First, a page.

In March the EU offered a string of incentives to convince President Recep Tayyip Erdogan to make good on pledges to mend fraught relations amid Turkish drilling operations near the divided island of Cyprus, the search for natural gas in disputed eastern Mediterranean waters, and the migrant issue.
Turkey’s President Tayyip Erdogan has said that his country will continue exploratory drilling for oil and gas in the eastern Mediterranean, reported Reuters.
Turkey had been receiving “signals of natural gas” in the region and every effort will be made to defend its rights in the region, according to Erdogan.
The fresh comments are likely to inflame tensions with the European Union and Greece over the contentious issue, just as Ankara resumed direct talks with Athens this year after a five-year hiatus.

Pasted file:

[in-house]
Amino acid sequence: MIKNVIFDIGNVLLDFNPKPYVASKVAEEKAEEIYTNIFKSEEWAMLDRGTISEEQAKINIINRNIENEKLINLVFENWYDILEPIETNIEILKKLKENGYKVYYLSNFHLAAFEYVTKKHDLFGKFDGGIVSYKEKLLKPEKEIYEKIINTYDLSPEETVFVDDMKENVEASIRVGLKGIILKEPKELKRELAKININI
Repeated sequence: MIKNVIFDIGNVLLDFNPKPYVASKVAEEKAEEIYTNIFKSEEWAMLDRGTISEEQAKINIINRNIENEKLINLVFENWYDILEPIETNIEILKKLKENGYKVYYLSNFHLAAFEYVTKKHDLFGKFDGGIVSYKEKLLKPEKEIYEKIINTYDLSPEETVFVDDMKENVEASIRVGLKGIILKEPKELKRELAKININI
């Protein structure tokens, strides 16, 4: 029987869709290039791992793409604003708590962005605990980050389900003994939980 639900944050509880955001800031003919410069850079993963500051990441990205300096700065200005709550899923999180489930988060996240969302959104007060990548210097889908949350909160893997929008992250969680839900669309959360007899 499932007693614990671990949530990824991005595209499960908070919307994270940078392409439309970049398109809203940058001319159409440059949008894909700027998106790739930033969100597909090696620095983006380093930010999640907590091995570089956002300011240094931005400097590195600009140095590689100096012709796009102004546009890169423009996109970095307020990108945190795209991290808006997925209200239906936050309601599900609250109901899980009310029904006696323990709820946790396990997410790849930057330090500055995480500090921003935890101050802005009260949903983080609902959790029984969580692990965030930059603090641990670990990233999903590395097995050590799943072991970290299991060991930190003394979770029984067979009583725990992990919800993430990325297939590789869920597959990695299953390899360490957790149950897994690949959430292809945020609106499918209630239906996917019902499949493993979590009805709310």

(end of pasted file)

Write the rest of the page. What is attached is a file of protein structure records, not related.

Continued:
Two rounds of talks have been held since January, without any significant results.
Frayed Turkish-Greek Ties
Relations between Turkey and Greece have been frayed due to competing ambitions and gas reserve claims in the region. Athens accuses Ankara of violating international rules in the Aegean Sea and the Mediterranean due to its natural gas drilling, while Turkey maintains that it has every right to drill.
Furthermore, Brussels and Ankara disagree over the divided island of Cyprus – a British colony until 1960 when it was granted independence. In 1974 a Greek nationalist clique took over and threatened the Turkish Cypriot minority, leading to Turkey sending in…